Quantum-Entangled Drones Share Secure Messages
(PhysicsToday) Zhenda Xie, Yan-Xiao Gong, and Shi-Ning Zhu of Nanjing University in China havesuccessfully demonstrated the transmission of an entangled state through air from one drone to another.
Using quantum encryption to send confidential information through entangled photons offers much better protection than today’s encryption, but several challenges remain. Until now, researchers have transmitted quantum information as far as a few hundred kilometers using fiber-optic cables and 1200 km using satellite arrays. But constructing a communication network connected by fiber is costly and prone to loss problems; and a network of satellites suffers from low transmission rates and is only usable at night.
Aboard one drone in this study, a pump laser shines on an inorganic crystal that is specially designed for nonlinear optical applications. The process, known as spontaneous parametric down-conversion, generates a pair of lower-energy entangled photons. Once the entangled pair is produced, it’s collimated and sent through a series of wave plates to prepare it for transmission through free space.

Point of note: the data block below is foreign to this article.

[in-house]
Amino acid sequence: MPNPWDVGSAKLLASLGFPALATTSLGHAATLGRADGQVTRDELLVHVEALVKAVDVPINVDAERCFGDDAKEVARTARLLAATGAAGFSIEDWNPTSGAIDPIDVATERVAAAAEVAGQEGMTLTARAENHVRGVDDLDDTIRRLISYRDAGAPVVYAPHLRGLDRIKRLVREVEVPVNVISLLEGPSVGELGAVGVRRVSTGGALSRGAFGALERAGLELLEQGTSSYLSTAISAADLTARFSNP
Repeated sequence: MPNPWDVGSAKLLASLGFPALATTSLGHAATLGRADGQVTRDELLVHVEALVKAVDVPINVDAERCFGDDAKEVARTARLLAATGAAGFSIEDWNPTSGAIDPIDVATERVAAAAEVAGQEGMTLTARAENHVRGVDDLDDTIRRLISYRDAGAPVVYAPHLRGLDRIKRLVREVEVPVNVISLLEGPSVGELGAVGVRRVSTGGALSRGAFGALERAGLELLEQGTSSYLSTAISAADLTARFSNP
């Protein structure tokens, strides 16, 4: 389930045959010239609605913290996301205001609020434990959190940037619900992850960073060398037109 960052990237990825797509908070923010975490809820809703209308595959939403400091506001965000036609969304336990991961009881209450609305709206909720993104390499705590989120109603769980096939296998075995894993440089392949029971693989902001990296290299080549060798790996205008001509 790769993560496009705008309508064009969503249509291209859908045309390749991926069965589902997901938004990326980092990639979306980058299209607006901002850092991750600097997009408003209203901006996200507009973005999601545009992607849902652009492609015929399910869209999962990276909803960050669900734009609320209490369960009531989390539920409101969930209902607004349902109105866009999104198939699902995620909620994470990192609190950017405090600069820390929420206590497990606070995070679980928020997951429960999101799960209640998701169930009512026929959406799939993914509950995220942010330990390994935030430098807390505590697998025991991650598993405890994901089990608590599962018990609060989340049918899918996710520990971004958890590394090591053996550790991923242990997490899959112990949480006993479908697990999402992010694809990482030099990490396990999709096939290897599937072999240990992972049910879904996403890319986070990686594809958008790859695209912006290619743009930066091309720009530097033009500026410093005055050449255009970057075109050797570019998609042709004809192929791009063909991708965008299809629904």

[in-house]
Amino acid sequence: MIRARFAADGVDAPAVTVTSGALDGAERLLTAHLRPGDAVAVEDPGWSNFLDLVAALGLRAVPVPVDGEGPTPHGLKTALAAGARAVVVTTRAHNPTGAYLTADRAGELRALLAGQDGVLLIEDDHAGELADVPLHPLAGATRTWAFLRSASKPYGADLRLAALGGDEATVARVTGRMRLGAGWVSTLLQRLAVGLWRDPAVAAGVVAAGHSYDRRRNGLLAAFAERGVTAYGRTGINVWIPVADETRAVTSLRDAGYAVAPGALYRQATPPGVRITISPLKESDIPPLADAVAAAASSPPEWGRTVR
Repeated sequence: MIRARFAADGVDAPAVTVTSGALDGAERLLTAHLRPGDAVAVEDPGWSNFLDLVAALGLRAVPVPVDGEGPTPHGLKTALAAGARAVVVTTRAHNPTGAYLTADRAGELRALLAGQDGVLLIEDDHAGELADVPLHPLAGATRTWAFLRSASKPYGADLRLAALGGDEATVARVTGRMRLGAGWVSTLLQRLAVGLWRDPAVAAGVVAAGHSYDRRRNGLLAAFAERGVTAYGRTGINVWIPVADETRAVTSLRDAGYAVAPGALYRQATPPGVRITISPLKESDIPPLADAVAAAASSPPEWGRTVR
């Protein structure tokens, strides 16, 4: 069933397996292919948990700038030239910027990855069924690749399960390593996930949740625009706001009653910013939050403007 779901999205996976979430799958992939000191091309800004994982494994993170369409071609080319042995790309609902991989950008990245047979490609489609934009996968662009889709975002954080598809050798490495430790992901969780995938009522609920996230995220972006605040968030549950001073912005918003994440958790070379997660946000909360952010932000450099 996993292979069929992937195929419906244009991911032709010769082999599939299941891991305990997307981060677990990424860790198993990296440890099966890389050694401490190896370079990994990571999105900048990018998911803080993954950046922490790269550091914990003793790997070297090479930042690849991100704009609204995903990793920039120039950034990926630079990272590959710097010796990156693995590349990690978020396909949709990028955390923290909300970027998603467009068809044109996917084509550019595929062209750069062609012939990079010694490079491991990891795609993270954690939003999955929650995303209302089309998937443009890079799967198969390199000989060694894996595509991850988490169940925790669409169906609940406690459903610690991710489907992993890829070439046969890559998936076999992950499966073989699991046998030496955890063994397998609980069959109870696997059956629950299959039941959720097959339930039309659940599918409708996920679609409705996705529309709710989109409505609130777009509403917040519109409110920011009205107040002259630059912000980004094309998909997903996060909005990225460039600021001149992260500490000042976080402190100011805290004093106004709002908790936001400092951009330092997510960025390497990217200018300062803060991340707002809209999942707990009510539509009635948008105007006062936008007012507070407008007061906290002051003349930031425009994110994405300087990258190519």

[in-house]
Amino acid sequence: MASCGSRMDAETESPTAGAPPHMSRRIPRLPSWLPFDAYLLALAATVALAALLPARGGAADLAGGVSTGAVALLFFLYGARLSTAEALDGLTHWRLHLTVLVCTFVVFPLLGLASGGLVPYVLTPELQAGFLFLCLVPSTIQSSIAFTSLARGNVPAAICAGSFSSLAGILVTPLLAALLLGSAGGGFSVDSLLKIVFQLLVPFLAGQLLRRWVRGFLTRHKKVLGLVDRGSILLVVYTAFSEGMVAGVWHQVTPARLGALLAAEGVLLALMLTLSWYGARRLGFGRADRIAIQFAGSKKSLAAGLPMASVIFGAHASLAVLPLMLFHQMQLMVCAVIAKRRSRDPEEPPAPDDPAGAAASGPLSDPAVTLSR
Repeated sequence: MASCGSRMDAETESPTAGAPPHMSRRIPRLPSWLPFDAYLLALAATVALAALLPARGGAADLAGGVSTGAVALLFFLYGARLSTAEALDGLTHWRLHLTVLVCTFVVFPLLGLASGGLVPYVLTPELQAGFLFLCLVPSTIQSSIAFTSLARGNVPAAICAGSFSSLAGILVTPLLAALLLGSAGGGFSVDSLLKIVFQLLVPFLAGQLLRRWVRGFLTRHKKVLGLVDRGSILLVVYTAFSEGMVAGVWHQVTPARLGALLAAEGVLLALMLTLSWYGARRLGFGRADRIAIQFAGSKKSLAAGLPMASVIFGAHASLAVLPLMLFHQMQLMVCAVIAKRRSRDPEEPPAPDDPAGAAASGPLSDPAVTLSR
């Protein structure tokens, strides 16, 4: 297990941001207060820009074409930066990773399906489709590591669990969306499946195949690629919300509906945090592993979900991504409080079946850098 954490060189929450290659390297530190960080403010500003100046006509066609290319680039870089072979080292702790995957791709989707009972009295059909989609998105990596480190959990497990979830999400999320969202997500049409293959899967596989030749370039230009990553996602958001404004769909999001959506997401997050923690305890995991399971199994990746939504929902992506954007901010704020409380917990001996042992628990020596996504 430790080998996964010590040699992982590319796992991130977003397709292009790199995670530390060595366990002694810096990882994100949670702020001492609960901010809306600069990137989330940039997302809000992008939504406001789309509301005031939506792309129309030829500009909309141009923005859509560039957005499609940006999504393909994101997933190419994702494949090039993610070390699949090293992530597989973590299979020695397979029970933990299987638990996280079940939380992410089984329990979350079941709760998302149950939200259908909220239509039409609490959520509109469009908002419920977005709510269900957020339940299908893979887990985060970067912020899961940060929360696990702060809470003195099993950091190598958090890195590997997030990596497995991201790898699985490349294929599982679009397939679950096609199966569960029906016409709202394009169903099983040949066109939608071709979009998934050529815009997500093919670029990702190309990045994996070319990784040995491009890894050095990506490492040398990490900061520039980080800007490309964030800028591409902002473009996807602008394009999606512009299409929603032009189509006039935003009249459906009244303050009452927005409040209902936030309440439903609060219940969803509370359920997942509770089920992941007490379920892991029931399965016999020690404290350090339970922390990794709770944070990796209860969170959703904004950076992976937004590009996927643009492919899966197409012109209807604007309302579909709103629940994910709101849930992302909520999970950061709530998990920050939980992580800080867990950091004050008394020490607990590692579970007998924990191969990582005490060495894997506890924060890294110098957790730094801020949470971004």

The entangled pair is then distributed to a second drone and a ground station known as Alice. The second drone works as an optical relay for the single photons and transmits the quantum information to Alice’s recipient station, Bob.
Because the drones are inexpensive and mobile, the optical relay could comprise more than two drones to transmit information between users who are more than a few kilometers apart.